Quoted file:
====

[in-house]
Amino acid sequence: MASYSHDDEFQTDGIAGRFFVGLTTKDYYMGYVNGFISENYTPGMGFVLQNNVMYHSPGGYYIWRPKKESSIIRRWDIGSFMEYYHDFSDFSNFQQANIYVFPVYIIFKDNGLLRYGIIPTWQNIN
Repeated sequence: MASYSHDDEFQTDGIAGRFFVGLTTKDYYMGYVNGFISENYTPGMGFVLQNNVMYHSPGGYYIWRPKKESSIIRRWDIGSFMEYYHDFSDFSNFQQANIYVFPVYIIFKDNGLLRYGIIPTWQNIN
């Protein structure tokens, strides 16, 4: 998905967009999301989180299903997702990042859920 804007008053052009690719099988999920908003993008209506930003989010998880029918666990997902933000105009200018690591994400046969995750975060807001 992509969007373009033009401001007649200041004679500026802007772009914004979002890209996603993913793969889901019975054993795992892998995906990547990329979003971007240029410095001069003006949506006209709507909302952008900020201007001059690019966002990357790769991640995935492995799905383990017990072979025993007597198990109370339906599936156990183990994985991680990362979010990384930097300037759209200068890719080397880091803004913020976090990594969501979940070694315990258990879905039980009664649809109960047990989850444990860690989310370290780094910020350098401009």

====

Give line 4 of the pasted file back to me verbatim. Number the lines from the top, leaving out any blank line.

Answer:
């Protein structure tokens, strides 16, 4: 998905967009999301989180299903997702990042859920 804007008053052009690719099988999920908003993008209506930003989010998880029918666990997902933000105009200018690591994400046969995750975060807001 992509969007373009033009401001007649200041004679500026802007772009914004979002890209996603993913793969889901019975054993795992892998995906990547990329979003971007240029410095001069003006949506006209709507909302952008900020201007001059690019966002990357790769991640995935492995799905383990017990072979025993007597198990109370339906599936156990183990994985991680990362979010990384930097300037759209200068890719080397880091803004913020976090990594969501979940070694315990258990879905039980009664649809109960047990989850444990860690989310370290780094910020350098401009």